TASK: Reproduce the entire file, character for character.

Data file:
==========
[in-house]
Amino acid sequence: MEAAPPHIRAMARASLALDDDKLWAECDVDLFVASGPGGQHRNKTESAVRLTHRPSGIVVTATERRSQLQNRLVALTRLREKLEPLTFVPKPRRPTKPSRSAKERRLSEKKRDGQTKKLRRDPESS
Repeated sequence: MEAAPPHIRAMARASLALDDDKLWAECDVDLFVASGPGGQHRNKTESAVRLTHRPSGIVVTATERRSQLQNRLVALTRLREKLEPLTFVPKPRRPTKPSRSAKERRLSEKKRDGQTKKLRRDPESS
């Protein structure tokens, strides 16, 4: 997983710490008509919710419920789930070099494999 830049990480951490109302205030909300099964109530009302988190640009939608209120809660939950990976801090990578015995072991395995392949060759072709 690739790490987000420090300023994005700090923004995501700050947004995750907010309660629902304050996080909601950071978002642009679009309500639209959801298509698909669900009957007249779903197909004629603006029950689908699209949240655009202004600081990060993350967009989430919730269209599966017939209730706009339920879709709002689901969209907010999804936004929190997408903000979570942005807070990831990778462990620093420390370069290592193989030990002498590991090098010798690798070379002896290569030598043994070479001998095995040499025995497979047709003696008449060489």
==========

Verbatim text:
[in-house]
Amino acid sequence: MEAAPPHIRAMARASLALDDDKLWAECDVDLFVASGPGGQHRNKTESAVRLTHRPSGIVVTATERRSQLQNRLVALTRLREKLEPLTFVPKPRRPTKPSRSAKERRLSEKKRDGQTKKLRRDPESS
Repeated sequence: MEAAPPHIRAMARASLALDDDKLWAECDVDLFVASGPGGQHRNKTESAVRLTHRPSGIVVTATERRSQLQNRLVALTRLREKLEPLTFVPKPRRPTKPSRSAKERRLSEKKRDGQTKKLRRDPESS
């Protein structure tokens, strides 16, 4: 997983710490008509919710419920789930070099494999 830049990480951490109302205030909300099964109530009302988190640009939608209120809660939950990976801090990578015995072991395995392949060759072709 690739790490987000420090300023994005700090923004995501700050947004995750907010309660629902304050996080909601950071978002642009679009309500639209959801298509698909669900009957007249779903197909004629603006029950689908699209949240655009202004600081990060993350967009989430919730269209599966017939209730706009339920879709709002689901969209907010999804936004929190997408903000979570942005807070990831990778462990620093420390370069290592193989030990002498590991090098010798690798070379002896290569030598043994070479001998095995040499025995497979047709003696008449060489």